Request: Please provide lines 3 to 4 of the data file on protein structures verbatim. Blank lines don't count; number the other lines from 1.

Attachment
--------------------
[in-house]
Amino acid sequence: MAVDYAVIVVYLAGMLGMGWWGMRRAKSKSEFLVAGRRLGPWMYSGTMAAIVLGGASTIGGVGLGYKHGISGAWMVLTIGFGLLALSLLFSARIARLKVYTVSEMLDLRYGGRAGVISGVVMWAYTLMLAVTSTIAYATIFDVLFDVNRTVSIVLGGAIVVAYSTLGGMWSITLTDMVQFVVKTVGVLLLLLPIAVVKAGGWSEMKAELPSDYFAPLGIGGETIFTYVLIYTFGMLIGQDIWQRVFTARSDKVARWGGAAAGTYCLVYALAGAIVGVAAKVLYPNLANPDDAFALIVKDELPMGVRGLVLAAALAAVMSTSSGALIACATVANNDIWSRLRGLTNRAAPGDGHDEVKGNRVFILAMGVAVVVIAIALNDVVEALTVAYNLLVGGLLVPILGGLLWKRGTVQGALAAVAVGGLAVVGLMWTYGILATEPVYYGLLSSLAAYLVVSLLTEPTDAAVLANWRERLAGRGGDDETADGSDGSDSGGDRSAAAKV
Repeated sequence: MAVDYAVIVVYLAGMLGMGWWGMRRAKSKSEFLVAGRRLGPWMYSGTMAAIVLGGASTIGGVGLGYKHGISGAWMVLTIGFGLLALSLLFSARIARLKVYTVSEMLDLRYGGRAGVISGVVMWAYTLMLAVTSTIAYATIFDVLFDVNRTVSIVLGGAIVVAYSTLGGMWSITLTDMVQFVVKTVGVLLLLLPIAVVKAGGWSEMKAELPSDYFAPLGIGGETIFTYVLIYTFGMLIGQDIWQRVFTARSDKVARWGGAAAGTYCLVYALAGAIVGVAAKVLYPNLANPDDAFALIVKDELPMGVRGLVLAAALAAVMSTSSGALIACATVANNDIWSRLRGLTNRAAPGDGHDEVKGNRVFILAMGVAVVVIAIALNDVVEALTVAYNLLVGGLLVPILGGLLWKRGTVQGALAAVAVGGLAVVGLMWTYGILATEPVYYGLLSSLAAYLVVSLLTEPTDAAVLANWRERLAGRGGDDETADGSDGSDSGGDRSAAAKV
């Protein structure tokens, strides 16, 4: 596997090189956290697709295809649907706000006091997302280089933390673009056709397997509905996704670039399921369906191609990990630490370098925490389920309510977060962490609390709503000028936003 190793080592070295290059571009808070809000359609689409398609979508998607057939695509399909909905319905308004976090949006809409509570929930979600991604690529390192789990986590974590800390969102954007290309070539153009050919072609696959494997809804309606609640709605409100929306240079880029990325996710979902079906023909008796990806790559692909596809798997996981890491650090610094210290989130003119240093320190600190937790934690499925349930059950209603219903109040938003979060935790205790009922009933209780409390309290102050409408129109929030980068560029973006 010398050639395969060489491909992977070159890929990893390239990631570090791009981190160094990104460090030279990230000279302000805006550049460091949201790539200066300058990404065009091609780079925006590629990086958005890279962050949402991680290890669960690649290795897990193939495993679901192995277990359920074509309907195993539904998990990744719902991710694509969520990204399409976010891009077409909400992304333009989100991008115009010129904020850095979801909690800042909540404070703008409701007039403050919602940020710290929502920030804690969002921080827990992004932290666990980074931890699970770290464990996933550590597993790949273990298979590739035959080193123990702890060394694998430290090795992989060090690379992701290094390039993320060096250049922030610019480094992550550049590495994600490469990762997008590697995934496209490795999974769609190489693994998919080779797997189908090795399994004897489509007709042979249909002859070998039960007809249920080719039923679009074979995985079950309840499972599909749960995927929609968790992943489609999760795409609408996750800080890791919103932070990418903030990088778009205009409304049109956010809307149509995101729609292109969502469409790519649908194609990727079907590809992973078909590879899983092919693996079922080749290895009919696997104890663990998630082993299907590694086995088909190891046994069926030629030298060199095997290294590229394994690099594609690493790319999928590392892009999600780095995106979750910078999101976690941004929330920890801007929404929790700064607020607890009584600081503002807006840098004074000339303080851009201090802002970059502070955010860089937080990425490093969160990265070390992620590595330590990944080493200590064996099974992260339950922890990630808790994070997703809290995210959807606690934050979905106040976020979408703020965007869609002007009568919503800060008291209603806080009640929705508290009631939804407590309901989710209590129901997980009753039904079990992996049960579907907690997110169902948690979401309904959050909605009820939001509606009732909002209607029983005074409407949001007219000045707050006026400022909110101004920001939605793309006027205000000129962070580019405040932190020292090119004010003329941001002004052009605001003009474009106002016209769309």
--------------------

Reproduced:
Repeated sequence: MAVDYAVIVVYLAGMLGMGWWGMRRAKSKSEFLVAGRRLGPWMYSGTMAAIVLGGASTIGGVGLGYKHGISGAWMVLTIGFGLLALSLLFSARIARLKVYTVSEMLDLRYGGRAGVISGVVMWAYTLMLAVTSTIAYATIFDVLFDVNRTVSIVLGGAIVVAYSTLGGMWSITLTDMVQFVVKTVGVLLLLLPIAVVKAGGWSEMKAELPSDYFAPLGIGGETIFTYVLIYTFGMLIGQDIWQRVFTARSDKVARWGGAAAGTYCLVYALAGAIVGVAAKVLYPNLANPDDAFALIVKDELPMGVRGLVLAAALAAVMSTSSGALIACATVANNDIWSRLRGLTNRAAPGDGHDEVKGNRVFILAMGVAVVVIAIALNDVVEALTVAYNLLVGGLLVPILGGLLWKRGTVQGALAAVAVGGLAVVGLMWTYGILATEPVYYGLLSSLAAYLVVSLLTEPTDAAVLANWRERLAGRGGDDETADGSDGSDSGGDRSAAAKV
């Protein structure tokens, strides 16, 4: 596997090189956290697709295809649907706000006091997302280089933390673009056709397997509905996704670039399921369906191609990990630490370098925490389920309510977060962490609390709503000028936003 190793080592070295290059571009808070809000359609689409398609979508998607057939695509399909909905319905308004976090949006809409509570929930979600991604690529390192789990986590974590800390969102954007290309070539153009050919072609696959494997809804309606609640709605409100929306240079880029990325996710979902079906023909008796990806790559692909596809798997996981890491650090610094210290989130003119240093320190600190937790934690499925349930059950209603219903109040938003979060935790205790009922009933209780409390309290102050409408129109929030980068560029973006 010398050639395969060489491909992977070159890929990893390239990631570090791009981190160094990104460090030279990230000279302000805006550049460091949201790539200066300058990404065009091609780079925006590629990086958005890279962050949402991680290890669960690649290795897990193939495993679901192995277990359920074509309907195993539904998990990744719902991710694509969520990204399409976010891009077409909400992304333009989100991008115009010129904020850095979801909690800042909540404070703008409701007039403050919602940020710290929502920030804690969002921080827990992004932290666990980074931890699970770290464990996933550590597993790949273990298979590739035959080193123990702890060394694998430290090795992989060090690379992701290094390039993320060096250049922030610019480094992550550049590495994600490469990762997008590697995934496209490795999974769609190489693994998919080779797997189908090795399994004897489509007709042979249909002859070998039960007809249920080719039923679009074979995985079950309840499972599909749960995927929609968790992943489609999760795409609408996750800080890791919103932070990418903030990088778009205009409304049109956010809307149509995101729609292109969502469409790519649908194609990727079907590809992973078909590879899983092919693996079922080749290895009919696997104890663990998630082993299907590694086995088909190891046994069926030629030298060199095997290294590229394994690099594609690493790319999928590392892009999600780095995106979750910078999101976690941004929330920890801007929404929790700064607020607890009584600081503002807006840098004074000339303080851009201090802002970059502070955010860089937080990425490093969160990265070390992620590595330590990944080493200590064996099974992260339950922890990630808790994070997703809290995210959807606690934050979905106040976020979408703020965007869609002007009568919503800060008291209603806080009640929705508290009631939804407590309901989710209590129901997980009753039904079990992996049960579907907690997110169902948690979401309904959050909605009820939001509606009732909002209607029983005074409407949001007219000045707050006026400022909110101004920001939605793309006027205000000129962070580019405040932190020292090119004010003329941001002004052009605001003009474009106002016209769309």